Planning commission OKs west Woodburn apartment complex
The Woodburn Planning Commission decided in a 4-2 vote on Thursday to recommend to the city council the approval of an application for a 300-unit apartment complex and RV storage facility planned for west Woodburn. The potential development has drawn criticism from west Woodburn residents, who have said the apartments would increase traffic and decrease livability in their neighborhood.
The site of the development is west of the Woodburn Premium Outlets, outside Woodburn city limits and within the urban growth boundary. The application was submitted by developer Steve Master.
Public testimony related to the property began at the Woodburn Planning Commission meeting on July 27. The commission accepted written testimony through Aug. 8.
The main source of contention is the developer's plan to extend Arney Lane, which is currently a dead end, to Woodland Avenue, with Steven Street serving as a connector between the two. Residents have said they fear the connection will encourage Woodburn Premium Outlets shoppers to use the relatively insular Woodland Avenue as a thoroughfare.
The application under consideration includes an annexation request, property line adjustments, design reviews, a Riparian Corridor and Wetlands Overlay District permit, a conditional use review for the RV storage area and variances related to screening, parking and landscape buffer requirements.
The Aug. 10 meeting began with rebuttal from the applicant, who was represented at the meeting by Mackenzie, an architecture, land use planning and civil engineering firm hired by Master to facilitate the application.
In response to the public's testimony, the applicant offered options for signage on Robin Avenue to help with traffic concerns. One option included the installation of a flashing LED stop sign.
And in response to residents' request for a traffic signal at the intersection of Woodland Avenue and Robin Avenue, the Mackenzie's traffic engineers performed an evaluation of traffic volumes at the intersection and concluded it would not serve the interests of residents.
"Due to the volumes, it would primarily serve traffic exiting from the outlet mall and could lead to some delays for people heading southbound on Woodland Avenue," said Brian Varricchione, a land use planner from Mackenzie.
The applicant also offered ideas for how to separate the proposed Arney Lane curb and the residential properties to the west. Those ideas included eliminating on-street parking in that area, or eliminating the landscape strip on the east side of the street, which would allow for a wider landscape on the west side.
Following the rebuttal period Woodburn Planning Commission Chair Charles Piper declared the public hearing closed, a statement that drew ire and suspicion from some residents in attendance.
Community Development Director Chris Kerr reminded the residents in attendance that they would be provided opportunity for further testimony at future city council meetings as the Woodburn City Council considers the application.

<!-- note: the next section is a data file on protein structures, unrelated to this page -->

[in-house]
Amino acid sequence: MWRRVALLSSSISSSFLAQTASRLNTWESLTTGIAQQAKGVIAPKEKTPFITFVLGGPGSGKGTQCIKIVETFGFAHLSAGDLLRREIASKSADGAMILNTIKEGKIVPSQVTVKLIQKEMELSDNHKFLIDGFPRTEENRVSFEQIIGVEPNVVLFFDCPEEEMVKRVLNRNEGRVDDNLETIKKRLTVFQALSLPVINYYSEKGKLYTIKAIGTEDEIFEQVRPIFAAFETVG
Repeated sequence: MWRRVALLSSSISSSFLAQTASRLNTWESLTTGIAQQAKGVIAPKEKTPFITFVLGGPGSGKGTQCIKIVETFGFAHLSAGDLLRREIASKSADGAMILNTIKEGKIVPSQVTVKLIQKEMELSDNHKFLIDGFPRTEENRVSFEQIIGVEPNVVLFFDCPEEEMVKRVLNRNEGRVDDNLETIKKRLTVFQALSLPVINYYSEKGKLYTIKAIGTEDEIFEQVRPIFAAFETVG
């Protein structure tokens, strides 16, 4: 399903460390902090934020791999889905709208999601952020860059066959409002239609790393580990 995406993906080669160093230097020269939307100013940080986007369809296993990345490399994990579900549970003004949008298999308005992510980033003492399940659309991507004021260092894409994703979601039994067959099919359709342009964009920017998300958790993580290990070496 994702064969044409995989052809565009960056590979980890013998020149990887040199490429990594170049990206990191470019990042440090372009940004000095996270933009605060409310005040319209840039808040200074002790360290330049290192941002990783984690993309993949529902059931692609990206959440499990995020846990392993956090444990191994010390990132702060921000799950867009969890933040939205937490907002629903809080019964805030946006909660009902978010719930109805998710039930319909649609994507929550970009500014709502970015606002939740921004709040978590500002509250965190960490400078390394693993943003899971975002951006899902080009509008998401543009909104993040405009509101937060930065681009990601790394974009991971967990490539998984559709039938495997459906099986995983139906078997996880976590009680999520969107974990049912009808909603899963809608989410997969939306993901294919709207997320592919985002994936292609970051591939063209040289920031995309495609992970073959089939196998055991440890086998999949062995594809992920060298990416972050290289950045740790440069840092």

The commission deliberated about the application for nearly two hours. All of the commissioners expressed some doubts about the development, especially with regard to traffic.
However, the commissioners struggled to think of any alternative routes out of the planned development that met the city's development ordinances and didn't harm the wetlands located at the site. And the commissioners didn't think the application showed any violations of the Woodburn Development Ordinances or other laws that would prevent them from recommending its approval.
"Traffic is the only thing. The rest of it, in my opinion, they've met the regulations of the city and the county and ODOT," said Commissioner Ronald Aiken. "I don't want to say that I'm totally in favor of how they're working it out, but there's nothing they can do. They have plenty of exit assets off to Arney Lane, but you still gotta Mickey Mouse around to get onto the main road."
"I think the frustration here in this whole issue is, we hear … what the residents want, we hear what their frustration is, we hear their dislike of the project," Piper said. "The problem as I see it, though, is that a lot of these complaints, these wishes for these types of things not to go forward, the problems arose years ago." Piper said the development ordinances, traffic plan and zoning of the property all took place years ago, and public testimony for those laws and plans have long concluded.
In the end, the commissioners voted 4-2 to approve a motion introduced by Piper that recommended approval of the application.
The motion included that the applicant meet city staff's conditions of approval. Those conditions include that the RV storage facility be paved (the applicant requested to use gravel), an additional sign be added to Robin Lane indicating that left turns are permitted from both lanes and that Interstate 5 is accessible from both lanes, and an architectural wall be added to the western property line unless the developer receives written authorization from the adjacent property owner not to build a wall.
The motion accepted the applicant's suggestions for additional signage and the suggestion of eliminating on-street parking on Arney Lane.
And the motion included a condition that the applicant provide an alternative route to the property other than Steven Street due to the traffic impact from the outlet mall.
Piper and Commissioner Sharon Corning were the dissenting votes. Corning expressed concern throughout the deliberation because of traffic and lack of access to the property. Piper disagreed with the caveat related to Steven Street.
The Woodburn City Council will make the final decision regarding the application. A date hasn't been set for a public hearing, but it is expected to take place in September.